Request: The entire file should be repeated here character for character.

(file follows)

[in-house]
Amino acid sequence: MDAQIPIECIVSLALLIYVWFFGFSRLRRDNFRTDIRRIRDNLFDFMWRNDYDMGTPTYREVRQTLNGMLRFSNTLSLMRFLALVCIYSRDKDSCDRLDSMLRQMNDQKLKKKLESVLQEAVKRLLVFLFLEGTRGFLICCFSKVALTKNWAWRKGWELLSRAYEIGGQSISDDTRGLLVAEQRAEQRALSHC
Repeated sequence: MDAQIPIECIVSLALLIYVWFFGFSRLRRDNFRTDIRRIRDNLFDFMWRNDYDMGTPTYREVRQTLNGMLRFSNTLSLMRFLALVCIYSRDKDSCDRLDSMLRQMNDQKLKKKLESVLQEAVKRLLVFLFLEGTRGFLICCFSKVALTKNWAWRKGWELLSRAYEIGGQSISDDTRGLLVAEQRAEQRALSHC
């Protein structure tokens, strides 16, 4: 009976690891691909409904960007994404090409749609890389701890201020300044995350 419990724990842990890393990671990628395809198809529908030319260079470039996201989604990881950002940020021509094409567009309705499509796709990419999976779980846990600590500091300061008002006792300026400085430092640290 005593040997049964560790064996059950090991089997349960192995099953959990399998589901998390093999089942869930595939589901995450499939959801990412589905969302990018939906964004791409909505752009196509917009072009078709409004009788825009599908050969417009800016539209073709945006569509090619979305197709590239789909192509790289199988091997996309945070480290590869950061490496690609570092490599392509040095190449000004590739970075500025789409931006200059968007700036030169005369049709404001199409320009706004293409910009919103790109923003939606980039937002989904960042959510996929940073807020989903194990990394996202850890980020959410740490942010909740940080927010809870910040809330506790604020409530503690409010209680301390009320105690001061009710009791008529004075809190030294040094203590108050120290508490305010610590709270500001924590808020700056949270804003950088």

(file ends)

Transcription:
[in-house]
Amino acid sequence: MDAQIPIECIVSLALLIYVWFFGFSRLRRDNFRTDIRRIRDNLFDFMWRNDYDMGTPTYREVRQTLNGMLRFSNTLSLMRFLALVCIYSRDKDSCDRLDSMLRQMNDQKLKKKLESVLQEAVKRLLVFLFLEGTRGFLICCFSKVALTKNWAWRKGWELLSRAYEIGGQSISDDTRGLLVAEQRAEQRALSHC
Repeated sequence: MDAQIPIECIVSLALLIYVWFFGFSRLRRDNFRTDIRRIRDNLFDFMWRNDYDMGTPTYREVRQTLNGMLRFSNTLSLMRFLALVCIYSRDKDSCDRLDSMLRQMNDQKLKKKLESVLQEAVKRLLVFLFLEGTRGFLICCFSKVALTKNWAWRKGWELLSRAYEIGGQSISDDTRGLLVAEQRAEQRALSHC
């Protein structure tokens, strides 16, 4: 009976690891691909409904960007994404090409749609890389701890201020300044995350 419990724990842990890393990671990628395809198809529908030319260079470039996201989604990881950002940020021509094409567009309705499509796709990419999976779980846990600590500091300061008002006792300026400085430092640290 005593040997049964560790064996059950090991089997349960192995099953959990399998589901998390093999089942869930595939589901995450499939959801990412589905969302990018939906964004791409909505752009196509917009072009078709409004009788825009599908050969417009800016539209073709945006569509090619979305197709590239789909192509790289199988091997996309945070480290590869950061490496690609570092490599392509040095190449000004590739970075500025789409931006200059968007700036030169005369049709404001199409320009706004293409910009919103790109923003939606980039937002989904960042959510996929940073807020989903194990990394996202850890980020959410740490942010909740940080927010809870910040809330506790604020409530503690409010209680301390009320105690001061009710009791008529004075809190030294040094203590108050120290508490305010610590709270500001924590808020700056949270804003950088």